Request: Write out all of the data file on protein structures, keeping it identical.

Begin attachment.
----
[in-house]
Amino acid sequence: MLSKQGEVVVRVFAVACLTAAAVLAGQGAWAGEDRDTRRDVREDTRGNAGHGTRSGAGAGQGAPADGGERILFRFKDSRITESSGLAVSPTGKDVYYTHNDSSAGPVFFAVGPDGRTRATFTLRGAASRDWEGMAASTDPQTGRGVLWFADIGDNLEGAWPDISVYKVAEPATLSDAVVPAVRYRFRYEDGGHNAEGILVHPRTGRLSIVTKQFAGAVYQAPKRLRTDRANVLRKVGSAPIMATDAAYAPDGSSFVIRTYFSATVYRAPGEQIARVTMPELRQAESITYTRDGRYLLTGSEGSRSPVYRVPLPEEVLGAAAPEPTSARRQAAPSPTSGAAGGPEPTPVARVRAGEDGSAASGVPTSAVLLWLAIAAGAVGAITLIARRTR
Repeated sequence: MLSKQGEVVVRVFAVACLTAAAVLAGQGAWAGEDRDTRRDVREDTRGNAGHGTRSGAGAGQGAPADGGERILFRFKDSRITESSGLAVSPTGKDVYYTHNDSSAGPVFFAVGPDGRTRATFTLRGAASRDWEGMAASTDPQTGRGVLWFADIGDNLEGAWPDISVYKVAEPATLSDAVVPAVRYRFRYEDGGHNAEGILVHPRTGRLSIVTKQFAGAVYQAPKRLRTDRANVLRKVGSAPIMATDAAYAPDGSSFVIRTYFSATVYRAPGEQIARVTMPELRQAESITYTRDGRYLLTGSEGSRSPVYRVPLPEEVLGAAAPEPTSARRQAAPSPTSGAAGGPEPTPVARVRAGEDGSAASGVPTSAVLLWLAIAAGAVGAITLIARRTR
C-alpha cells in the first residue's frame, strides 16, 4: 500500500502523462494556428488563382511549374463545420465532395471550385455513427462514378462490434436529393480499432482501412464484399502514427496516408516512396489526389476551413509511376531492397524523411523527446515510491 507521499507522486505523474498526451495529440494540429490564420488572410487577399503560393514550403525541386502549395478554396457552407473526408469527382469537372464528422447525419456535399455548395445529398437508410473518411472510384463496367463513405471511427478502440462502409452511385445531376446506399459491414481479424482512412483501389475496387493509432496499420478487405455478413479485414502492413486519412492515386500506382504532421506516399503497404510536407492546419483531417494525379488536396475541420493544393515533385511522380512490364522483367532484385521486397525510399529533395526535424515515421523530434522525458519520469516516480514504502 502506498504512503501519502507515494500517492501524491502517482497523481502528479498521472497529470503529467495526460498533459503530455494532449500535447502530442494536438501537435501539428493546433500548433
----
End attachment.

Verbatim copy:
[in-house]
Amino acid sequence: MLSKQGEVVVRVFAVACLTAAAVLAGQGAWAGEDRDTRRDVREDTRGNAGHGTRSGAGAGQGAPADGGERILFRFKDSRITESSGLAVSPTGKDVYYTHNDSSAGPVFFAVGPDGRTRATFTLRGAASRDWEGMAASTDPQTGRGVLWFADIGDNLEGAWPDISVYKVAEPATLSDAVVPAVRYRFRYEDGGHNAEGILVHPRTGRLSIVTKQFAGAVYQAPKRLRTDRANVLRKVGSAPIMATDAAYAPDGSSFVIRTYFSATVYRAPGEQIARVTMPELRQAESITYTRDGRYLLTGSEGSRSPVYRVPLPEEVLGAAAPEPTSARRQAAPSPTSGAAGGPEPTPVARVRAGEDGSAASGVPTSAVLLWLAIAAGAVGAITLIARRTR
Repeated sequence: MLSKQGEVVVRVFAVACLTAAAVLAGQGAWAGEDRDTRRDVREDTRGNAGHGTRSGAGAGQGAPADGGERILFRFKDSRITESSGLAVSPTGKDVYYTHNDSSAGPVFFAVGPDGRTRATFTLRGAASRDWEGMAASTDPQTGRGVLWFADIGDNLEGAWPDISVYKVAEPATLSDAVVPAVRYRFRYEDGGHNAEGILVHPRTGRLSIVTKQFAGAVYQAPKRLRTDRANVLRKVGSAPIMATDAAYAPDGSSFVIRTYFSATVYRAPGEQIARVTMPELRQAESITYTRDGRYLLTGSEGSRSPVYRVPLPEEVLGAAAPEPTSARRQAAPSPTSGAAGGPEPTPVARVRAGEDGSAASGVPTSAVLLWLAIAAGAVGAITLIARRTR
C-alpha cells in the first residue's frame, strides 16, 4: 500500500502523462494556428488563382511549374463545420465532395471550385455513427462514378462490434436529393480499432482501412464484399502514427496516408516512396489526389476551413509511376531492397524523411523527446515510491 507521499507522486505523474498526451495529440494540429490564420488572410487577399503560393514550403525541386502549395478554396457552407473526408469527382469537372464528422447525419456535399455548395445529398437508410473518411472510384463496367463513405471511427478502440462502409452511385445531376446506399459491414481479424482512412483501389475496387493509432496499420478487405455478413479485414502492413486519412492515386500506382504532421506516399503497404510536407492546419483531417494525379488536396475541420493544393515533385511522380512490364522483367532484385521486397525510399529533395526535424515515421523530434522525458519520469516516480514504502 502506498504512503501519502507515494500517492501524491502517482497523481502528479498521472497529470503529467495526460498533459503530455494532449500535447502530442494536438501537435501539428493546433500548433